Bids on new Hay River fish plant much higher than government expected
Fisher says plan to triple production unrealistic without improvements to commercial fishing fleet
The plan to build a new fish plant in Hay River has suffered a setback.
The only two companies that responded to a tender for the project submitted bids that are considerably higher than what the Northwest Territories government budgeted for it.
The initial tender the government sent out for construction of the plant was scheduled to close Aug. 19. Five days before that deadline, the government extended it to Aug. 30. According to the Department of Infrastructure, two bids were received before that deadline.
Clark Builders and Arctic Canada Construction submitted bids that day. Clark offered to build the plant for $14.5 million. Arctic Canada said it could do the job for $14.1 million.
In January, the territorial and federal governments announced $8.9 million for the project.
The $8.9 million is for construction only and does not include the costs of design. It also does not include the cost of automated filleting machinery, which the government has already bought. The federal government contributed $1.45 million toward the cost of that machinery.
The project is being managed by the Department of Industry, Tourism and Investment. It was unable to say how much was spent on the design of the plant or the processing machinery that will be used in it. The machinery is reportedly in storage on government property in Hay River.
In the Legislature, Industry, Tourism and Investment Minister Wally Schumann said the total amount the government had budgeted for the plant was $12 million.
The government planned to begin construction of the 1,600-square-metre facility this summer, with completion scheduled for the fall of 2020.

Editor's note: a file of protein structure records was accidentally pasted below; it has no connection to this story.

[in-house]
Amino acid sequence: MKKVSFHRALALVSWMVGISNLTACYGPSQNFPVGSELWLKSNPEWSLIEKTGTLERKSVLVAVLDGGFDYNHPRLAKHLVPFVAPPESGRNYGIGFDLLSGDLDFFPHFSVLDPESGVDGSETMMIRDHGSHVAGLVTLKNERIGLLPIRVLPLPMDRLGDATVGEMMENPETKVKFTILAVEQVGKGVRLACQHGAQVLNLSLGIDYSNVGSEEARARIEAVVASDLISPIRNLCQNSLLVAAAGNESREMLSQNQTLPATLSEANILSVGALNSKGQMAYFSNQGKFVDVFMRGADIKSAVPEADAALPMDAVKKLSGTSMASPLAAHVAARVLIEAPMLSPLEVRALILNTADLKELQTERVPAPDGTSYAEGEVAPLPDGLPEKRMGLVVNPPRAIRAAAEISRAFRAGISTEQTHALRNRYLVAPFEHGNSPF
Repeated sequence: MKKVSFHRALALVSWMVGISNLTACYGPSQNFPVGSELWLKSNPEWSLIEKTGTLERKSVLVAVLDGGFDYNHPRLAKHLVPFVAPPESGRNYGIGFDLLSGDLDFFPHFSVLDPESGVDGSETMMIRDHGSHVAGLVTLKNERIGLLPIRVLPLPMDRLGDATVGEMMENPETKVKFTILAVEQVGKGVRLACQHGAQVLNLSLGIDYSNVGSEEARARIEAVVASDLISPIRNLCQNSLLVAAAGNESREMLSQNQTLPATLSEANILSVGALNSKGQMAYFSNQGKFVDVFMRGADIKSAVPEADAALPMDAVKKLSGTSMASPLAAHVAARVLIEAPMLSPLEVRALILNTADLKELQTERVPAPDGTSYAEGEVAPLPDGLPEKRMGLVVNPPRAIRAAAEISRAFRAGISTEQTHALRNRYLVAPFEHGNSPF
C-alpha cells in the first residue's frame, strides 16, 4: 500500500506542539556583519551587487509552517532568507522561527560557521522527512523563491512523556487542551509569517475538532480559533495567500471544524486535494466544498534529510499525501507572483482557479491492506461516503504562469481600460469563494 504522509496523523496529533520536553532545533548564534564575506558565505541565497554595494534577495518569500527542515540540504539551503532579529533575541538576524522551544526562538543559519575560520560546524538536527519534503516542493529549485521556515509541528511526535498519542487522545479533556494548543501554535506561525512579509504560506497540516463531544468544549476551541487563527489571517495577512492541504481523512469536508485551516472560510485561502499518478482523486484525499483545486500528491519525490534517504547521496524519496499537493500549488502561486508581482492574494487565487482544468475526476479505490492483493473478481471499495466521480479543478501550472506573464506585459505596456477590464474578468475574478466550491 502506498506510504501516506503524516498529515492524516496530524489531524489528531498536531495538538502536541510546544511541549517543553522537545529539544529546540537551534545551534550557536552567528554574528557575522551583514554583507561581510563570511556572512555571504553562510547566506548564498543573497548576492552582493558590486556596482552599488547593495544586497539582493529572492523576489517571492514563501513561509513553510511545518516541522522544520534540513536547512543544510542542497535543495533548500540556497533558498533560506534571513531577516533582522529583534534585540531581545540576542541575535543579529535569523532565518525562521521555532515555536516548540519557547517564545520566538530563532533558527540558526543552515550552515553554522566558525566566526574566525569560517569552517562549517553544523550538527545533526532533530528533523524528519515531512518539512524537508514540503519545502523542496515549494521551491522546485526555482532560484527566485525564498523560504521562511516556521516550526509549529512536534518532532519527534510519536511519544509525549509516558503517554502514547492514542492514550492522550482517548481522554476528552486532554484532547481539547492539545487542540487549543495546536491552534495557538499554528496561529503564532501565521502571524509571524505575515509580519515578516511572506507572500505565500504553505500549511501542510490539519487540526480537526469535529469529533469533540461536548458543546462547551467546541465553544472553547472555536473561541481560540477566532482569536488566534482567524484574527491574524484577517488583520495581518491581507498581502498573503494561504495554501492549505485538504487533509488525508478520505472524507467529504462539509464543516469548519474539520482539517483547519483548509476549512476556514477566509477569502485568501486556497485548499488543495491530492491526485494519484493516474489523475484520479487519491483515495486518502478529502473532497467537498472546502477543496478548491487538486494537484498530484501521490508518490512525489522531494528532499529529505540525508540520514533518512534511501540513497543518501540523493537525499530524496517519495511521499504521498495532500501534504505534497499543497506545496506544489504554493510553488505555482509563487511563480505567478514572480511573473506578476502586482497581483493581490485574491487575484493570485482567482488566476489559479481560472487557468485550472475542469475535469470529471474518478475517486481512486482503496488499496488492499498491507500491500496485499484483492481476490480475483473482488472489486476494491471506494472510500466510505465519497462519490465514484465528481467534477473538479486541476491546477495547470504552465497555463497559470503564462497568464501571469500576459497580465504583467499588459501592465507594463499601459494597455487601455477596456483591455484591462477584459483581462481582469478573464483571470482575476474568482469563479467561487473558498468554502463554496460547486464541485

A spokesperson for the department said he "believes" the goal now is to begin construction next fall, but added the fate of the plant will be up to the next Legislative Assembly.
Action, not 'big promises,' needed
If it is built, the bigger, better, more automated plant will have an annual processing capacity of 1.4 million kilograms of fish. That's about three times the amount fishers are now catching.
The man in charge of the co-operative, who is supposed to maintain and operate the plant once it is built, is doubtful that local fishers have the capacity to increase their catch that dramatically. Bert Buckley says the government has largely pushed ahead with its plan without involving fishers.
"They use the [N.W.T.] Fisherman's Federation to sign documents or whatever, just so the government or ITI can get money to do what they're doing, but that's not helping us one single bit," he said.
The new processing plant has been promised for many years, according to Buckley, who added fishermen need help with such things as loan guarantees or other measures to help finance improvements to their vessels.
"I hope, with the new government coming, we can actually get access to a building, instead of big promises and no action," he said.
- An earlier version of this story provided incorrect dates for the bids. The bids were received some time before Aug. 30, according to the Department of Infrastructure.Sep 16, 2019 1:34 PM CT